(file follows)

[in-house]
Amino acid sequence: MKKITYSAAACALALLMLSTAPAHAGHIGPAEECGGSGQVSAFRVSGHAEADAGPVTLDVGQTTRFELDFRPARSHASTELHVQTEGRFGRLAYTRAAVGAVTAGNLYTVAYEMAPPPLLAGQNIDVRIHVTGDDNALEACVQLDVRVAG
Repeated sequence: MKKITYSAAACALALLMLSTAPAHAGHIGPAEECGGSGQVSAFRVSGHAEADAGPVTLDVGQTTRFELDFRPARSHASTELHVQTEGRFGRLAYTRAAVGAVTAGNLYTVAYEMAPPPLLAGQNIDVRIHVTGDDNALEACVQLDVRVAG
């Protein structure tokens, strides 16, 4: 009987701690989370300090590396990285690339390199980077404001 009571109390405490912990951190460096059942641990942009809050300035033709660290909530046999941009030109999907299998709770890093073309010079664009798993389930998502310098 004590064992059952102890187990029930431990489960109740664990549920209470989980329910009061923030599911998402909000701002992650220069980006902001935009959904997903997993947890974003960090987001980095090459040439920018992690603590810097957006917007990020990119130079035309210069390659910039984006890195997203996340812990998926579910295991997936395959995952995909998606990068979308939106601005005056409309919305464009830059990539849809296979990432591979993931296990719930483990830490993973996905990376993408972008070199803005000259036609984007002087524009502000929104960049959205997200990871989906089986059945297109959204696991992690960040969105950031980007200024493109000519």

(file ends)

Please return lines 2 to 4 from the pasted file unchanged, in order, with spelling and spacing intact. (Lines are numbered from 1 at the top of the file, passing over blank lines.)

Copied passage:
Amino acid sequence: MKKITYSAAACALALLMLSTAPAHAGHIGPAEECGGSGQVSAFRVSGHAEADAGPVTLDVGQTTRFELDFRPARSHASTELHVQTEGRFGRLAYTRAAVGAVTAGNLYTVAYEMAPPPLLAGQNIDVRIHVTGDDNALEACVQLDVRVAG
Repeated sequence: MKKITYSAAACALALLMLSTAPAHAGHIGPAEECGGSGQVSAFRVSGHAEADAGPVTLDVGQTTRFELDFRPARSHASTELHVQTEGRFGRLAYTRAAVGAVTAGNLYTVAYEMAPPPLLAGQNIDVRIHVTGDDNALEACVQLDVRVAG
């Protein structure tokens, strides 16, 4: 009987701690989370300090590396990285690339390199980077404001 009571109390405490912990951190460096059942641990942009809050300035033709660290909530046999941009030109999907299998709770890093073309010079664009798993389930998502310098 004590064992059952102890187990029930431990489960109740664990549920209470989980329910009061923030599911998402909000701002992650220069980006902001935009959904997903997993947890974003960090987001980095090459040439920018992690603590810097957006917007990020990119130079035309210069390659910039984006890195997203996340812990998926579910295991997936395959995952995909998606990068979308939106601005005056409309919305464009830059990539849809296979990432591979993931296990719930483990830490993973996905990376993408972008070199803005000259036609984007002087524009502000929104960049959205997200990871989906089986059945297109959204696991992690960040969105950031980007200024493109000519």